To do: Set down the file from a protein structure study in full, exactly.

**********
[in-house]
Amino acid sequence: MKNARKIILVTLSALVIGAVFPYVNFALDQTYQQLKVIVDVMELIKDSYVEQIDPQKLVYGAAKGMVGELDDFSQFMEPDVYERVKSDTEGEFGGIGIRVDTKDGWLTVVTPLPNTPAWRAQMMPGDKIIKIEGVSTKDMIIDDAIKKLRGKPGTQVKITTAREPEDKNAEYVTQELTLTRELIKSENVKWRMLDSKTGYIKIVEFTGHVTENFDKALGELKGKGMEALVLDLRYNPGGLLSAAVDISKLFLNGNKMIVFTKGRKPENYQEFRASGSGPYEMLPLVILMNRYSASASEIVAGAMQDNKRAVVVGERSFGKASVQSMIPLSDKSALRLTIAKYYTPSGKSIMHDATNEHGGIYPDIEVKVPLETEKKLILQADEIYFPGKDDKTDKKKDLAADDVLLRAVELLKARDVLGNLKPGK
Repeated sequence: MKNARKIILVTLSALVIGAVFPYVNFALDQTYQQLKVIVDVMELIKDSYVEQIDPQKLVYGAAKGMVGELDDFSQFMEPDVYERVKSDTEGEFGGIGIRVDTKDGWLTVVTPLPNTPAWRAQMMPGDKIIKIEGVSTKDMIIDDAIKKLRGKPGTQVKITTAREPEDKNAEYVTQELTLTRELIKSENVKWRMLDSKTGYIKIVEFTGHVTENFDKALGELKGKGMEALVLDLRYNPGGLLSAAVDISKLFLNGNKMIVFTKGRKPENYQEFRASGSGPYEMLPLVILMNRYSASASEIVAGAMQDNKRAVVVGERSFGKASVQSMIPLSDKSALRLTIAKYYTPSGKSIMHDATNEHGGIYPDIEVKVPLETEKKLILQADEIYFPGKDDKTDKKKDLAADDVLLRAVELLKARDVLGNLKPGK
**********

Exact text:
[in-house]
Amino acid sequence: MKNARKIILVTLSALVIGAVFPYVNFALDQTYQQLKVIVDVMELIKDSYVEQIDPQKLVYGAAKGMVGELDDFSQFMEPDVYERVKSDTEGEFGGIGIRVDTKDGWLTVVTPLPNTPAWRAQMMPGDKIIKIEGVSTKDMIIDDAIKKLRGKPGTQVKITTAREPEDKNAEYVTQELTLTRELIKSENVKWRMLDSKTGYIKIVEFTGHVTENFDKALGELKGKGMEALVLDLRYNPGGLLSAAVDISKLFLNGNKMIVFTKGRKPENYQEFRASGSGPYEMLPLVILMNRYSASASEIVAGAMQDNKRAVVVGERSFGKASVQSMIPLSDKSALRLTIAKYYTPSGKSIMHDATNEHGGIYPDIEVKVPLETEKKLILQADEIYFPGKDDKTDKKKDLAADDVLLRAVELLKARDVLGNLKPGK
Repeated sequence: MKNARKIILVTLSALVIGAVFPYVNFALDQTYQQLKVIVDVMELIKDSYVEQIDPQKLVYGAAKGMVGELDDFSQFMEPDVYERVKSDTEGEFGGIGIRVDTKDGWLTVVTPLPNTPAWRAQMMPGDKIIKIEGVSTKDMIIDDAIKKLRGKPGTQVKITTAREPEDKNAEYVTQELTLTRELIKSENVKWRMLDSKTGYIKIVEFTGHVTENFDKALGELKGKGMEALVLDLRYNPGGLLSAAVDISKLFLNGNKMIVFTKGRKPENYQEFRASGSGPYEMLPLVILMNRYSASASEIVAGAMQDNKRAVVVGERSFGKASVQSMIPLSDKSALRLTIAKYYTPSGKSIMHDATNEHGGIYPDIEVKVPLETEKKLILQADEIYFPGKDDKTDKKKDLAADDVLLRAVELLKARDVLGNLKPGK